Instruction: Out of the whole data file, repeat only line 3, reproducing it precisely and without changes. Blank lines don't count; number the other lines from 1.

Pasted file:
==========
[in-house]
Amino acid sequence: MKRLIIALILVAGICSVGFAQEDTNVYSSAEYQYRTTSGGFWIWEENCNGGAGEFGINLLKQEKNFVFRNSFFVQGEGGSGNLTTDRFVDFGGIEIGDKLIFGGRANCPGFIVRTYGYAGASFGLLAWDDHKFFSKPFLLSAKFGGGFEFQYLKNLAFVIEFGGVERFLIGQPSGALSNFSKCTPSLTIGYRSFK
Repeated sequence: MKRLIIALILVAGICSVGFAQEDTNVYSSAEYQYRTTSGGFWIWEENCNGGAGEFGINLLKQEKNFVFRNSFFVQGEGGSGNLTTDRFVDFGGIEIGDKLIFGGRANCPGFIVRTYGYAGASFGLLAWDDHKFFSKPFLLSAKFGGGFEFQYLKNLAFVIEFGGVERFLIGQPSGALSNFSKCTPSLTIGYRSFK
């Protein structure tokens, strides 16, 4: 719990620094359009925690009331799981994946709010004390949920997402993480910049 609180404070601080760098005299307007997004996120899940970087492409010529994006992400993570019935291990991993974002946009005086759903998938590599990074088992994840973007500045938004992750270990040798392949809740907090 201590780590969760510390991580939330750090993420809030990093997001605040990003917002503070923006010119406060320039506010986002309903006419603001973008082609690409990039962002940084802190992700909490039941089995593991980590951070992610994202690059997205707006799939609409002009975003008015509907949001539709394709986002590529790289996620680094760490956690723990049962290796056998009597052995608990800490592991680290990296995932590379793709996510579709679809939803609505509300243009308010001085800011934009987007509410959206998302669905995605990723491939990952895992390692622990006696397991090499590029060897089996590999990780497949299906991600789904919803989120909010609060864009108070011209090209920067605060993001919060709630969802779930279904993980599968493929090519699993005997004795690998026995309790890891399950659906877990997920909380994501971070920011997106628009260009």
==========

Repeated sequence: MKRLIIALILVAGICSVGFAQEDTNVYSSAEYQYRTTSGGFWIWEENCNGGAGEFGINLLKQEKNFVFRNSFFVQGEGGSGNLTTDRFVDFGGIEIGDKLIFGGRANCPGFIVRTYGYAGASFGLLAWDDHKFFSKPFLLSAKFGGGFEFQYLKNLAFVIEFGGVERFLIGQPSGALSNFSKCTPSLTIGYRSFK